Subtopic 2: The effect of energy on particles

Sub-Topic #2

To help students understand the particulate nature of matter, the second sub-topic in this unit will focus on the effects of energy (moving into or out of a substance) on particle motion and attraction.  

Students will first sketch a time/energy versus temperature graph for the change of ice from solid, to liquid, to gas, based on previous experience.  Although students are likely to draw a graph showing the continuous increase of temperature as energy is added over time, they will not be corrected. Rather, they will discover their error through investigation.  Students will conduct a lab entitled “Icy Hot” in which they measure the temperature of water as it changes from a solid to liquid to gas and record the temperature of their sample every 15 seconds making notes on the phase of the sample as well.  They will likely be surprised that their data includes two plateaus in temperature.  Post lab discussion will focus on the difference between thermal energy (Eth) and phase energy (Eph).  Thermal energy will be discussed as a type of kinetic energy, namely, the collective motion of all the particles in a substance.  Phase energy will be discussed as a type of potential energy, namely, the energy stored in the attraction between particles (intramolecular forces).  Students will be instructed to modify the map they created during subtopic #1 to include phase energy.  They will then be tasked with making a time (energy added) versus temperature graph from the data collected in the “Icy Hot” lab, labeling the graph with the phases of matter observed at various points of the lab, and describing the changes in thermal energy (Eth)/particle motion and phase energy (Eph)/particle attraction for each region of the graph.   Next, students will read “Heating and Cooling” to reinforce what they have learned in the “Icy Hot” lab and can be applied in subsequent activities.  Finally, students will conduct a “Cooling Curve of Different Substances” lab in which students will record the temperature of two acids as they change from liquid to solid.  Students will use Google Sheets to make a double line graph of their data from this lab and produce a narrated presentation in which they will compare and contrast the cooling curves of the two acids.  In the presentation, students will discuss the differences in 1) energy and time and 2) particle motion and arrangement.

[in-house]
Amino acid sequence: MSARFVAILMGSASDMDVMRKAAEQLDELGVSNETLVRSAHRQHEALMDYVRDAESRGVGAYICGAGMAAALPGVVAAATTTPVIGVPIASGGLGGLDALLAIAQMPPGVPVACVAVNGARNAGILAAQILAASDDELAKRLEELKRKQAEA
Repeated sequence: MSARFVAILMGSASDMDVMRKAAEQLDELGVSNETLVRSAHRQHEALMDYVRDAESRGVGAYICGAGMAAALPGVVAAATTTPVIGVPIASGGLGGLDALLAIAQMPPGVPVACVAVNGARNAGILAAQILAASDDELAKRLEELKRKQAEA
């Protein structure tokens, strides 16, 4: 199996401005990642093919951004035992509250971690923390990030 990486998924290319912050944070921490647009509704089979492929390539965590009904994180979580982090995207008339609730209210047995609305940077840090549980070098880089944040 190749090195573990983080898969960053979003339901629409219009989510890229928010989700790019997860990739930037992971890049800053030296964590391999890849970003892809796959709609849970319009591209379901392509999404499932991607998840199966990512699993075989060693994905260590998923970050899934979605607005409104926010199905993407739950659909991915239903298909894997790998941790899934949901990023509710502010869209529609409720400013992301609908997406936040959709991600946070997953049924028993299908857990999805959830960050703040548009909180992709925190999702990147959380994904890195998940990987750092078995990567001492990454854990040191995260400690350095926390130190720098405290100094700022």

Of the technologies discussed in the last two units (global community data and presentations) presentation best fits this lesson because time and temperature data are not readily available, requiring students to collect data experimentally.  Presentations are an effective way for students to share collected data and describe their understanding of that data.  Posting the presentations allows students to view one another’s work and learn from their peers.   


Learners will be able to:

  • Produce a heating or cooling curve from experimental data.
  • Label various regions of a heating or cooling curve with the appropriate state of matter.
  • Describe the thermal energy (particle motion) at each region of a heating or cooling curve.
  • Describe the phase energy (intermolecular attraction) at each region of a heating or cooling curve.


After analyzing data from the “Icy Hot” lab,  discussing the differences between phase energy (Eph) and thermal energy (Eth), labeling “Icy Hot” graphs with Ephand Eth, reading “Heating and Cooling” , and conducting “Cooling Curve of Different Substances” lab, make a multiline graph of temperature vs. energy for the acids in the lab using Google Sheets.   Then, use Educreations to make a narrated presentation in which you label the phase(s) present in each region of the graph and compare and contrast the graph of each acid with respect to 1) energy and time and 2) particle motion and arrangement (intermolecular forces). Take screenshots of images you want to use in your presentation (your graph(s), for example) to upload them into Educreations.  This program will allow you to record your voice and also use a “pen” to write on the screen.  Although it is possible to use a mouse to write, I would recommend using a tablet if possible.  Other screencasting applications that allow for writing on the screen, may also be used , as long as you can share the presentation with me (and eventually, your classmates).

Link to Google Doc of Assignment:


Example of activity completed with Educreations